• Working on files which are not preprocessed
  • Not on Windows
  • Running builds out of dist/bin (or the OSX equivalent)

then running make after changes won’t be necessary. Depending on the type of files you’re working on, starting Firefox with -purgecaches is probably required, but it’s still faster than running make.

Killing PRBool with clang and a little bit of fire

July 23rd, 2011 by mwu

Once upon a time, there was a tool called prcheck which checked usage of PRBools and made sure only righteous 1s and 0s were assigned to PRBools. The goal was to correct all the uses of PRBool and hopefully turn PRBool into a Real Boolean.

This didn’t happen, though many abuses of PRBool were corrected along the way.

But, there may be hope now. A new PRBool checking tool based on clang has lead to a number of patches correcting various misuses of PRBool across the Mozilla codebase. The abuses of PRBool are varied and creative, but they all tend to fall under two categories:

  • Using PRBool when some other type would be more appropriate or vice versa. (bug 671190 and bug 671417)
  • Returning NS_ERROR_* codes in functions that return PRBool. This is particularly bad as error codes are likely to be treated as true, and true usually means success. (bug 671185)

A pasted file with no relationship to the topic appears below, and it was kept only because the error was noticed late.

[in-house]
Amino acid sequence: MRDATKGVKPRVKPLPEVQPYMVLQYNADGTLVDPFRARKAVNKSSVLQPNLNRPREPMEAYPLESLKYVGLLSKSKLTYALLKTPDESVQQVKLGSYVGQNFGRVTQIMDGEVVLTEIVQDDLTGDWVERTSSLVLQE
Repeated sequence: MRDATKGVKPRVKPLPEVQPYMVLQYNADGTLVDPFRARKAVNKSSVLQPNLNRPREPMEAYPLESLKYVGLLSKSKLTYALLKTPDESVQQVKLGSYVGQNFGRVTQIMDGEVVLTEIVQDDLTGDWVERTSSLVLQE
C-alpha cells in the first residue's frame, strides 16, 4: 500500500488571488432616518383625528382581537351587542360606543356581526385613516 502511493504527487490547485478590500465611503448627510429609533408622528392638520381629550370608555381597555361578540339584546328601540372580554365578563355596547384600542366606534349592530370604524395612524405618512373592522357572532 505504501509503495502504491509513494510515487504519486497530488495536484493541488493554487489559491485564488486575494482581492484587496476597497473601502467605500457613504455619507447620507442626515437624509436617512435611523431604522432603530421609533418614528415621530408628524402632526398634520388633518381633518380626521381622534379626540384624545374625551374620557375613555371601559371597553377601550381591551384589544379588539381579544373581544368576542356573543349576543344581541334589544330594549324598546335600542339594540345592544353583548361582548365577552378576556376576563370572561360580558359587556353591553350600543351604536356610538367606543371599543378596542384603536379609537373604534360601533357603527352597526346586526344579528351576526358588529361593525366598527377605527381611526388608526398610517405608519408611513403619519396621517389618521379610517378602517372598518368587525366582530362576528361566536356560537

With the help of this clang plugin, a bit of manual build fixing, and some hours lost in gdb, we can typedef PRBool as a (real) bool. The local build here is capable of starting up, passing make check, and passing all but one xpcshell test.

More updates and code release of this clang plugin to come.

Extensions now installed packed

September 10th, 2010 by mwu

Bug 533038 has landed. Extensions are no longer unpacked by default when installed. If an extension with an id such as {d10d0bf8-f5b5-c8b4-a8b2-2b9879e08c5d} is installed, it will show up in the profile extensions directory as a file named {d10d0bf8-f5b5-c8b4-a8b2-2b9879e08c5d}.xpi instead of a directory named {d10d0bf8-f5b5-c8b4-a8b2-2b9879e08c5d}. This was done to reduce the startup impact of having too many files from extensions. It will also make it possible to fix startup cache/fastload invalidation by stat’ing the extensions directory.

Extension developers should note that they can opt back into unpacked installation by adding <em:unpack>true</em:unpack> to their install.rdf. Extensions with dictionaries, binary components, or window icons are most likely to be incompatible with packed installation.

Due to the entire extension being packed, developers no longer need to pack their chrome files into jars for better startup performance. If a developer chooses to keep packing the chrome files into jars, any jars inside the xpi should not be compressed since compressed jars inside the xpi use more memory to access. The files within the jar within the xpi, however, can continue to be compressed without much impact.

Omnijar. How does it work?

August 13th, 2010 by mwu

What is omnijar?

Omnijar is a new packaging format. It’s expected to be enabled by default for Firefox 4.0b5.

The difference that omnijar makes can been seen comparing the file listings of builds before and after omnijar: